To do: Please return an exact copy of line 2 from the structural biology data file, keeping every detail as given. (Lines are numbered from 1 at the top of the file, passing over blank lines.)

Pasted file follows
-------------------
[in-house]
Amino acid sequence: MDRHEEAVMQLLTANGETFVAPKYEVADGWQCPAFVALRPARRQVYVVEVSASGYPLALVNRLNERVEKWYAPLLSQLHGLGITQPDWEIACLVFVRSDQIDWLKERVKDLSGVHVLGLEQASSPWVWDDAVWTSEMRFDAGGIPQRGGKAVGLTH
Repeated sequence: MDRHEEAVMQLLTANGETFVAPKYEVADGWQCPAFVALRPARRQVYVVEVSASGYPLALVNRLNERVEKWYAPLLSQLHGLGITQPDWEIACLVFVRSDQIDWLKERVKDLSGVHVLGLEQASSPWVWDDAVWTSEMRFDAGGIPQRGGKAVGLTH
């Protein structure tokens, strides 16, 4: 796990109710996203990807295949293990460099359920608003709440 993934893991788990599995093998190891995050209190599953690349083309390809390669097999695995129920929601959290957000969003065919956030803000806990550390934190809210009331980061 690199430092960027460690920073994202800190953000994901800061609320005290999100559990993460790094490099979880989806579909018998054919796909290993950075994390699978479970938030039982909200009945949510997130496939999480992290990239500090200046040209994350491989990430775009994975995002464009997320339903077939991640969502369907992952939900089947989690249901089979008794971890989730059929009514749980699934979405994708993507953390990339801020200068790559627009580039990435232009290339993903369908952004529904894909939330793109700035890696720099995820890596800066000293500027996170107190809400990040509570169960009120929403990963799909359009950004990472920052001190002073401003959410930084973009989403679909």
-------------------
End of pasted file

Amino acid sequence: MDRHEEAVMQLLTANGETFVAPKYEVADGWQCPAFVALRPARRQVYVVEVSASGYPLALVNRLNERVEKWYAPLLSQLHGLGITQPDWEIACLVFVRSDQIDWLKERVKDLSGVHVLGLEQASSPWVWDDAVWTSEMRFDAGGIPQRGGKAVGLTH